Pinnacle’s Safety and Soundness

With recent bank closures dominating the headlines, you may wonder how our firm compares to those that are experiencing trouble.

The first thing to know is that Pinnacle is very different from First Republic Bank, Silicon Valley Bank and Signature Bank. We operate a traditional model, we’re well capitalized and are conservatively managed to weather this storm.

It’s not just us saying that— Moody’s has given Pinnacle its A2/P-1 rating for bank deposits. Banks rated A possess superior intrinsic financial strength, and a P-1 designation indicates a superior ability to repay short-term debt obligations.

In addition, IDC Financial Publishing analyzes the overall safety and soundness of more than 7,000 financial institutions each quarter, and Pinnacle’s rating consistently has been 300 or “Superior.” By its definition, “Banks rated Superior are simply the best by all measures.” According to IDC these banks have favorable capital ratios, quality management in place, a strong balance sheet and outstanding income performance.

Here are the facts on the key issues at play.


Client Diversification

Silicon Valley Bank had extremely high concentrations in highly interconnected tech companies and startups. Signature was a major funder for crypto companies. As these industries have faced cutbacks and losses, the banks that serve them have experienced deposit losses, bad credits and generally decreased demand for their services leading to losses in revenue.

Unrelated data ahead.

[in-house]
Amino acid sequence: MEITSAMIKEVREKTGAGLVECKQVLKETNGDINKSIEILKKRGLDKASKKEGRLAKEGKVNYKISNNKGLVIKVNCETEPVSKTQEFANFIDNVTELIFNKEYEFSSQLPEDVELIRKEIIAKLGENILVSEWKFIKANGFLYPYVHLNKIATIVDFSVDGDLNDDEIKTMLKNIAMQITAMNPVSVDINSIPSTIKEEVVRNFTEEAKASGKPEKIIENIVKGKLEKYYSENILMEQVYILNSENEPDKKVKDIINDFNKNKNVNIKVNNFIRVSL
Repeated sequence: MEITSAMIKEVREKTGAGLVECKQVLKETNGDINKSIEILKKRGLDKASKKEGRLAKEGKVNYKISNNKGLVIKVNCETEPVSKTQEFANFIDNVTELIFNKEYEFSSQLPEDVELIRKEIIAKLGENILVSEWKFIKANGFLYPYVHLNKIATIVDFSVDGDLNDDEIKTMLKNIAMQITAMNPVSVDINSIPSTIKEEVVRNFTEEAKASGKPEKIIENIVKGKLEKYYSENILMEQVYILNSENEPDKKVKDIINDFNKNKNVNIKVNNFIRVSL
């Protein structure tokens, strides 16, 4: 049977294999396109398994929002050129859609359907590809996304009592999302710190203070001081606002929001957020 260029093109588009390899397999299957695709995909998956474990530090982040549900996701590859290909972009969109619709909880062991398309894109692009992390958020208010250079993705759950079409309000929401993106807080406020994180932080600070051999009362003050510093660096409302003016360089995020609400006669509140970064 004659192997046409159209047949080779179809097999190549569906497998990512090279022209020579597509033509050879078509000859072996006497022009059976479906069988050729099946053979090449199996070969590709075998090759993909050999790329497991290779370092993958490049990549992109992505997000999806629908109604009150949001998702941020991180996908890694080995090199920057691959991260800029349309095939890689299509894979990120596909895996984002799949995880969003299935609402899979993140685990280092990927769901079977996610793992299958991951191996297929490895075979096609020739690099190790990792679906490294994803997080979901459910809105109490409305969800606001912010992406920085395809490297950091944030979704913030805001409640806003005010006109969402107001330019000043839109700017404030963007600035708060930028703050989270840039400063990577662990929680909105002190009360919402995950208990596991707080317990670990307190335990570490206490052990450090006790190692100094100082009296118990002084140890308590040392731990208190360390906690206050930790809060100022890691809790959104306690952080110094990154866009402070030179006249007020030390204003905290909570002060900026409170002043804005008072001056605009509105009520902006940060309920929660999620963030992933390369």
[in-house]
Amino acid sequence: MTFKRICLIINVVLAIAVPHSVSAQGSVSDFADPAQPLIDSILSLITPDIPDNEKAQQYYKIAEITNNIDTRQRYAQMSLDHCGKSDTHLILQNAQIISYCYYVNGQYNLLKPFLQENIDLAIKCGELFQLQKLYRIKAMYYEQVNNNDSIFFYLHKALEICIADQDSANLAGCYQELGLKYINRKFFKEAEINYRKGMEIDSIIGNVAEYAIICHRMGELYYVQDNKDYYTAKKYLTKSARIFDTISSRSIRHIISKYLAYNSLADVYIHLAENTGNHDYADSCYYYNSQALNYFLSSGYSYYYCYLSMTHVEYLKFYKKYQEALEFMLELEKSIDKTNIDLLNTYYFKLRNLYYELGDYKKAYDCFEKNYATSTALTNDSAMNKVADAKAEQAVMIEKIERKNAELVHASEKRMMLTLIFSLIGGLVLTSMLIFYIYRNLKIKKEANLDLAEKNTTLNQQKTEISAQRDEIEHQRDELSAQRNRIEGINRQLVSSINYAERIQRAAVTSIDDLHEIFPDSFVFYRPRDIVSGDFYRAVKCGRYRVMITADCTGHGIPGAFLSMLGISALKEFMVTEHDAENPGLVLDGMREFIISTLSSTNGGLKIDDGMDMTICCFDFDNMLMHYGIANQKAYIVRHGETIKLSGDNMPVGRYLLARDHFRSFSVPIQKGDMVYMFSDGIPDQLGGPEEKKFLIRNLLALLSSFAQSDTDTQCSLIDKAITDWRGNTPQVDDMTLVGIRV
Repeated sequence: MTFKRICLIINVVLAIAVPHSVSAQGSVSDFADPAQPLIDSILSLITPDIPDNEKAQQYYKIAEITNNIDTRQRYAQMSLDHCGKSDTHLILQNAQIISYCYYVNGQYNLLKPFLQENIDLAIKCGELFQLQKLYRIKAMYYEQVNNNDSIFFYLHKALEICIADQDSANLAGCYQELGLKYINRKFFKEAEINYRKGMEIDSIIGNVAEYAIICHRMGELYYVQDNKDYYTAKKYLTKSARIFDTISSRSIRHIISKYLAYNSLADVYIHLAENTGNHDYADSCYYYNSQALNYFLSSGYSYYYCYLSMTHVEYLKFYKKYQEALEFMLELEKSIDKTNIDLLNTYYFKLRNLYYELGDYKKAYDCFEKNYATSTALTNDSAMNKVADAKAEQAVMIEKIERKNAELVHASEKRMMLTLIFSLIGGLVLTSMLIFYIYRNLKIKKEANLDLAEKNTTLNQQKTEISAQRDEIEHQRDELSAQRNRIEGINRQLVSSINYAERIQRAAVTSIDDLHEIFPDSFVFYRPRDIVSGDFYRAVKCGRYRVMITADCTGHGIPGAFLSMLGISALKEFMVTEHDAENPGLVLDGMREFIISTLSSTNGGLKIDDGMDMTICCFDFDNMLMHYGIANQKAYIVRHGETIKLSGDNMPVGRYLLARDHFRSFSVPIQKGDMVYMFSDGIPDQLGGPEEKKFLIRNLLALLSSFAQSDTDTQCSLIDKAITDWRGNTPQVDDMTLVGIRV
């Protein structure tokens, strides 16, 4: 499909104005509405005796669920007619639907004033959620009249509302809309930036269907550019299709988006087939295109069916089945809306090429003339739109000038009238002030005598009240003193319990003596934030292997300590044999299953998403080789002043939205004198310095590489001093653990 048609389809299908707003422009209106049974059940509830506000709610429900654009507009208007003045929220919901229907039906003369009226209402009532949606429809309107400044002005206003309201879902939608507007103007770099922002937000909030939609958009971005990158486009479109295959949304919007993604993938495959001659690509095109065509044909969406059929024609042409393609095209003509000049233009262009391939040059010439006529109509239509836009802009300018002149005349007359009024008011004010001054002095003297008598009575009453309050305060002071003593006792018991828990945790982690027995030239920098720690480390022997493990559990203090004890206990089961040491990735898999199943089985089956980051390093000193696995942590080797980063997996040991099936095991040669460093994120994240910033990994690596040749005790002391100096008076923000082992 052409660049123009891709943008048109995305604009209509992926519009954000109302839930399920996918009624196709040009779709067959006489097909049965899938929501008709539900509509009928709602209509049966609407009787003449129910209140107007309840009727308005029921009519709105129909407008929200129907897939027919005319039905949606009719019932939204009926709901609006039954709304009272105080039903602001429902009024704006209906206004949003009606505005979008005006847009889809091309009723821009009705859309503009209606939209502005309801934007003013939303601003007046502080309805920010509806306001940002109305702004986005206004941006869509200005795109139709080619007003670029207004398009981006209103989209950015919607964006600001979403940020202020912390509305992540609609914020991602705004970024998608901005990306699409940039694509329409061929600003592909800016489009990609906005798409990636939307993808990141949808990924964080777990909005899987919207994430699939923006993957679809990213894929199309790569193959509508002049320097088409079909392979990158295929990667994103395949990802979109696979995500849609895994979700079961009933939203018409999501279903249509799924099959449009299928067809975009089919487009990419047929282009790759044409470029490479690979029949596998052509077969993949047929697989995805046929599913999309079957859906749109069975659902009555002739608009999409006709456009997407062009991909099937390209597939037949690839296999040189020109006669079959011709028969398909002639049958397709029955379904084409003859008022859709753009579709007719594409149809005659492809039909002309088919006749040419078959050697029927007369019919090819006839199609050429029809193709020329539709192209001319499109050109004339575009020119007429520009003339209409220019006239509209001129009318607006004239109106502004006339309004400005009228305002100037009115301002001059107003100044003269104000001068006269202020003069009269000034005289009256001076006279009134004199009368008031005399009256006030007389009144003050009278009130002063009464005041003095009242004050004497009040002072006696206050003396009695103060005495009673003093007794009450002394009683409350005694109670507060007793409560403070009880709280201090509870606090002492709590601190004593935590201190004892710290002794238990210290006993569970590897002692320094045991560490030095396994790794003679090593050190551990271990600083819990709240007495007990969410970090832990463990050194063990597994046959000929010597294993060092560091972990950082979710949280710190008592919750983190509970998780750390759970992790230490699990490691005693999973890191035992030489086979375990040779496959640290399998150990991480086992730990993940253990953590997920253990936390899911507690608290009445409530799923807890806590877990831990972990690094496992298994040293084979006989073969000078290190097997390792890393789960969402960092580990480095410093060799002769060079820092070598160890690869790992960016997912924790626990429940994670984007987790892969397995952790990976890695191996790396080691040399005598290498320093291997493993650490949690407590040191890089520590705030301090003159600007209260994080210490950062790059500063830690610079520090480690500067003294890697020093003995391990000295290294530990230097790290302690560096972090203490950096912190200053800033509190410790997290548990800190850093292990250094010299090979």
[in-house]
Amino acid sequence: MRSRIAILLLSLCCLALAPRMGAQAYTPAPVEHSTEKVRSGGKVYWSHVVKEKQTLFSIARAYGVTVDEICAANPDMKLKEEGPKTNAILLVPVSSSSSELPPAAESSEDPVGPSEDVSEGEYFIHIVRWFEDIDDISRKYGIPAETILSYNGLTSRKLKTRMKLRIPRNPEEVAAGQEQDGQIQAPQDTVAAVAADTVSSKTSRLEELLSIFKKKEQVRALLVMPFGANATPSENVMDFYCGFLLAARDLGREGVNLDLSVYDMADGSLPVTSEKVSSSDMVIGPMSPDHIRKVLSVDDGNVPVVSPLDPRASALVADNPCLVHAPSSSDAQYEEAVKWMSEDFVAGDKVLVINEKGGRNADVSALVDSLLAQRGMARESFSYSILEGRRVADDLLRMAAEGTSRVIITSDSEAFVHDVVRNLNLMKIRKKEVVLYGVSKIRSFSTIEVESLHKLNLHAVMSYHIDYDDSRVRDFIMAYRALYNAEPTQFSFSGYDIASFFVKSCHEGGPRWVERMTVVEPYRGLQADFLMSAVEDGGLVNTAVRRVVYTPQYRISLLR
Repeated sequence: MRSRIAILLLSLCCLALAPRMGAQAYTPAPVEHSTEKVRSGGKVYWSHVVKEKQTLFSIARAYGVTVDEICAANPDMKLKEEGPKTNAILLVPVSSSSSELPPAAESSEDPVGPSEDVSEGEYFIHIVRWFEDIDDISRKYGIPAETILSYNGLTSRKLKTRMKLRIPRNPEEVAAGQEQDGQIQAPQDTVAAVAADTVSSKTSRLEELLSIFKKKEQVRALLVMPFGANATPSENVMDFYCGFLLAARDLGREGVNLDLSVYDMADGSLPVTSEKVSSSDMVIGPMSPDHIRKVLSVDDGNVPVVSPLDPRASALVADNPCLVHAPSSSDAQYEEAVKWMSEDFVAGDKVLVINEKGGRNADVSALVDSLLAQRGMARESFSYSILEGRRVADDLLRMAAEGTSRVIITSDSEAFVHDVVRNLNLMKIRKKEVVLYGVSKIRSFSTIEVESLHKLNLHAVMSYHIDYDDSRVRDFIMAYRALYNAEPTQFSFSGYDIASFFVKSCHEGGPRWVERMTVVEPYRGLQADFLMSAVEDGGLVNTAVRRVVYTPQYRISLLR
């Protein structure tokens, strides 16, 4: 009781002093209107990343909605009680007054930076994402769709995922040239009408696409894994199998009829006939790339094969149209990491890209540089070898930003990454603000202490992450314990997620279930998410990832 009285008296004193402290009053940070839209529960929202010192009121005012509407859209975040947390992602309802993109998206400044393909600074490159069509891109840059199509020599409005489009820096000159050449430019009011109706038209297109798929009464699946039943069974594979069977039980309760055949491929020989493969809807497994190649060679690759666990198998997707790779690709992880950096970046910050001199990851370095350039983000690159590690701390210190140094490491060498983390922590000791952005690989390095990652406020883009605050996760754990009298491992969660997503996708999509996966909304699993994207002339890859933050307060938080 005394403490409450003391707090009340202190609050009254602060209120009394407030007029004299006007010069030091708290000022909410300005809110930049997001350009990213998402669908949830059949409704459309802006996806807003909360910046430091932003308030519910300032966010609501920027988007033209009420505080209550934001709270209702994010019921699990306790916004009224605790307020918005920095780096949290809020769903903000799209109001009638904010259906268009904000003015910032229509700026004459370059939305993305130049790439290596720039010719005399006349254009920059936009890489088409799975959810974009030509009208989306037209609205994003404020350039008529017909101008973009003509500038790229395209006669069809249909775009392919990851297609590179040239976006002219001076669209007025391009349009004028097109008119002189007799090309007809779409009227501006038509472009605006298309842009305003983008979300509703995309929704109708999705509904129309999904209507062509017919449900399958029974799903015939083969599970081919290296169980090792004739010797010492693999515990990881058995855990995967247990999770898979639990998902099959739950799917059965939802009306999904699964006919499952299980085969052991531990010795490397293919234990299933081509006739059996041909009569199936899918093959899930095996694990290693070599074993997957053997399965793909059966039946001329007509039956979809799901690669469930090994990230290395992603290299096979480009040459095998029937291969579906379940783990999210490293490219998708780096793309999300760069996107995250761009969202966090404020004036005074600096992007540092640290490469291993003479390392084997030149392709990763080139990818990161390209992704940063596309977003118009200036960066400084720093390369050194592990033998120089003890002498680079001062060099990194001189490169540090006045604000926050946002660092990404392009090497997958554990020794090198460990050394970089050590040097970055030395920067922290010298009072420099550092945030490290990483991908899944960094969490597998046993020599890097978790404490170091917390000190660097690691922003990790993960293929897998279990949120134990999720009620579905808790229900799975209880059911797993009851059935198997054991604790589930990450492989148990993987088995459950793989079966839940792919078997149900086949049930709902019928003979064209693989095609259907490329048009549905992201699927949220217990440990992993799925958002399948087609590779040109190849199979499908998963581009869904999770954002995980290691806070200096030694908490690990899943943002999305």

Likewise, First Republic targeted a limited and also interconnected client base of wealthy individuals. They grew their wealth management practice, in large part, with low pricing on residential mortgages sensitive to rate hikes. They concentrated so much of their growth strategy on these individuals, instead of diversifying with business and other clients, that they were overleveraged in residential real estate and had very high deposit averages and high levels of uninsured deposits. When those depositors saw trouble ahead, they started pulling out their money. First Republic lost $100 billion in deposits in the first quarter alone.

Pinnacle has diversified loan and deposit books, serving generally unconnected small and mid-sized companies, as well as individuals throughout the Southeast. We have no significant concentrations in volatile industry categories like tech and cryptocurrency. Our deposit base is also much more granular, not dependent on a handful of very large deposits, and we operate a conservative credit organization, as evidenced by our strong credit metrics.

Deposit Base

  • Silicon Valley Bank
    • ~$5 million average relationship, according to media reports
    • Concentration in early-stage, cash flow negative businesses
  • First Republic Bank
    • $210,000 average account size
    • Concentration in wealthy individuals; 92 percent of all deposits held in San Francisco, Los Angeles, New York City and Boston
  • Pinnacle
    • ~$130,000 average relationship
    • Concentration in mature, cash flow positive businesses and municipalities

Bond Portfolios and High Interest Rate Assets